4 Keys to Building Relationships with Major Donors

Fundraising is all about relationships. Whether you’re talking about an online donor who makes a $25 gift to your organization, a married couple that donates $100 each year to your annual campaign, or a major philanthropist who gives $1 million to your next capital campaign – in some way, you have built a relationship with each of them, which motivated them to give.

Relationships are important for donors of all shapes and sizes, but for none more so than major donors. Because they are going to be making a major investment into your organization, major donor prospects want to feel that they have a strong relationship with your non-profit prior to making a financial commitment. Today, let’s talk about the four keys to building a strong and sustainable relationship with your major donor prospects:

1. Get Their Attention

Major donors usually have lots of people vying for their attention, including business and personal contacts as well as other non-profit organizations seeking support. In order to begin a relationship with a new potential large giver, your organization needs to get their attention so that you can get on the donor’s radar screen.

The best way to get the attention of a major donor prospect is by having someone who knows them introduce your non-profit. If a board member, donor, staff member or volunteer at your organization knows the prospect and is willing to make the introduction and vouch for your non-profit, it can kick-start the relationship in a way that few other tactics can.

Other ways to get the attention of a major donor prospect are by getting that person to come to an event (fundraising or non-ask), connecting with employees at the prospect’s business for volunteer opportunities, releasing a major report or holding a note-worthy seminar or hosting an important speaker, launching a campaign in a program area that matches the prospect’s interests… the possibilities are (nearly) endless, but no matter what you choose to do, you have to get the donor’s attention before he or she will be able to focus on your non-profit.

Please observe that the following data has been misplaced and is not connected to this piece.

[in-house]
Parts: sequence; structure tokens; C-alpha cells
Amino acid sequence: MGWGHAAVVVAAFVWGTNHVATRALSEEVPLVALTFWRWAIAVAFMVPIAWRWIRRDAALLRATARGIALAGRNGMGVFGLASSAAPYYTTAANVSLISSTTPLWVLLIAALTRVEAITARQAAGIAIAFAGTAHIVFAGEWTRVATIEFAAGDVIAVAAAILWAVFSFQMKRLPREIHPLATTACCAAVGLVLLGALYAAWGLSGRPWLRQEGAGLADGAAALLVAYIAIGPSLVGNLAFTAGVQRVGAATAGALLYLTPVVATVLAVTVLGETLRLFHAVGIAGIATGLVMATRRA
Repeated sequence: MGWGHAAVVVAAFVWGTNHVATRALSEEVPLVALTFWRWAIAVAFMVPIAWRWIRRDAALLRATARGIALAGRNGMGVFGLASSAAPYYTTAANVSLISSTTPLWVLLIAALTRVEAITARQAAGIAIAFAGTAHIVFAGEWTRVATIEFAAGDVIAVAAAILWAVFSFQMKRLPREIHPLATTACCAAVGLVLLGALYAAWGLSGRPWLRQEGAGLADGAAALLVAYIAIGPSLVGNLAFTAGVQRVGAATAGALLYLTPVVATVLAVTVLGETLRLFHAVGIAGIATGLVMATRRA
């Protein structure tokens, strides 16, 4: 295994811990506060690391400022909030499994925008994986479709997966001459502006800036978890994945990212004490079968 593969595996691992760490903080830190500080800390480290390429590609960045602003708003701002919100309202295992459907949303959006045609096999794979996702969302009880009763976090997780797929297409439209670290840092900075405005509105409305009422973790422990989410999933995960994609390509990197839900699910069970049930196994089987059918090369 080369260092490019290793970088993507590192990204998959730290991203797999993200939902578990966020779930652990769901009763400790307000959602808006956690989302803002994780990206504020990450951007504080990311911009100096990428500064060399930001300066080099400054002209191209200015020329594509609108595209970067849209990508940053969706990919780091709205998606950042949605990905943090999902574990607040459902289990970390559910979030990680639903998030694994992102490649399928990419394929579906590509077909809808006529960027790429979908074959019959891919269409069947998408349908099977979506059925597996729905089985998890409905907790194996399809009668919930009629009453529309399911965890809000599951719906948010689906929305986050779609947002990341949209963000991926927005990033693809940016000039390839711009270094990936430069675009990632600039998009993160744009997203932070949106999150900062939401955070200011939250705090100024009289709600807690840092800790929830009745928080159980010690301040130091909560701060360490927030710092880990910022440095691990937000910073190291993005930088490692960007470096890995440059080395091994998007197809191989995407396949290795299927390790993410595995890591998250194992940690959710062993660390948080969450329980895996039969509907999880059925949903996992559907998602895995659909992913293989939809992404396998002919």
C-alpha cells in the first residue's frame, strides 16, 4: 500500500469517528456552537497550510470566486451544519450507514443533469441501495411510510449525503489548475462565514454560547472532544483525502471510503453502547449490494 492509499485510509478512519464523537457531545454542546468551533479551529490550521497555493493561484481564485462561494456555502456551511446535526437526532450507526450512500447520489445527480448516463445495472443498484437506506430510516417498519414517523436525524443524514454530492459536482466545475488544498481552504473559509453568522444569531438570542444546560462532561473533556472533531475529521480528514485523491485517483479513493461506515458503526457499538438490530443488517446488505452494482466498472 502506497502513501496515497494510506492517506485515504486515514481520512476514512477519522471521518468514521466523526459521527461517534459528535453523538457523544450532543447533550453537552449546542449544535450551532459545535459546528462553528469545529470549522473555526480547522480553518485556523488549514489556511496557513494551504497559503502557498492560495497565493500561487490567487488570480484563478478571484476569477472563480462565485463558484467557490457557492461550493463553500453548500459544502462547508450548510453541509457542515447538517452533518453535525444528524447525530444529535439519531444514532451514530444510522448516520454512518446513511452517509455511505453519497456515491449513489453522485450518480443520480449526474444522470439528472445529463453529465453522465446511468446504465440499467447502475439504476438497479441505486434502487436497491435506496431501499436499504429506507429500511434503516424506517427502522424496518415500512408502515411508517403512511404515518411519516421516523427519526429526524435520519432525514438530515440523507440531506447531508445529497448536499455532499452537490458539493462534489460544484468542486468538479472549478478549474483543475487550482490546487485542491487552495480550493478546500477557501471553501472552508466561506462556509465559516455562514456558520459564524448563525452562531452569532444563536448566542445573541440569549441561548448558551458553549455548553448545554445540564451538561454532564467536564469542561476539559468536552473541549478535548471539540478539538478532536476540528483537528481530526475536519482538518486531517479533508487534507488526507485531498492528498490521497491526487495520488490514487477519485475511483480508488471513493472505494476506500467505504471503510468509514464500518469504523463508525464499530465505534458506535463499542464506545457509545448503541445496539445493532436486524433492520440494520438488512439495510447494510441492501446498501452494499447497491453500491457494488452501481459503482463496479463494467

2. Build the Relationship

Once you get the donor’s attention, don’t just jump straight to the ask! You need to cultivate the prospect and build the relationship between him/her and your organization. There really aren’t any ways to effectively circumvent this step.

Get the prospect to attend events. Ask the prospect for advice and suggestions. Involve the donor in volunteer work and on committees. Make the major donor feel like part of your team.

3. Explain the Investment

Prior to making an ask of a new major donor, explain the investment you are asking them to make. My choice of words here is intentional… many major donors feel that their charitable giving is really an “investment” in a better community. They want to invest in non-profits that are going to deliver the best outcomes for the largest number of people in the donor’s chosen giving areas.

Through your cultivation process, you should know what program areas are most important to the major donor prospect. Explain to him or her exactly what your plans for the future are, what you are hoping to raise, and why you need the money. What outcomes are you predicting? How many people will you serve? What is the return on this major charitable investment?

4. Emotion Still Trumps

No matter how great an investment your non-profit may seem, major donors still give primarily to organizations they feel an emotional connection with. Thus, the best way to raise major gifts is to present your organization as both an emotionally compelling, mission-driven organization as well as a wise investment. An emotional connection still trumps, all else being equal.

Tell the donor stories. Get him or her to come out to your program sites. Make the prospect feel an emotional connection to your work. If you can do that, you are well on your way to developing the prospect as a long-term supporter of your cause.


Photo Credit: UNLV Digital Collections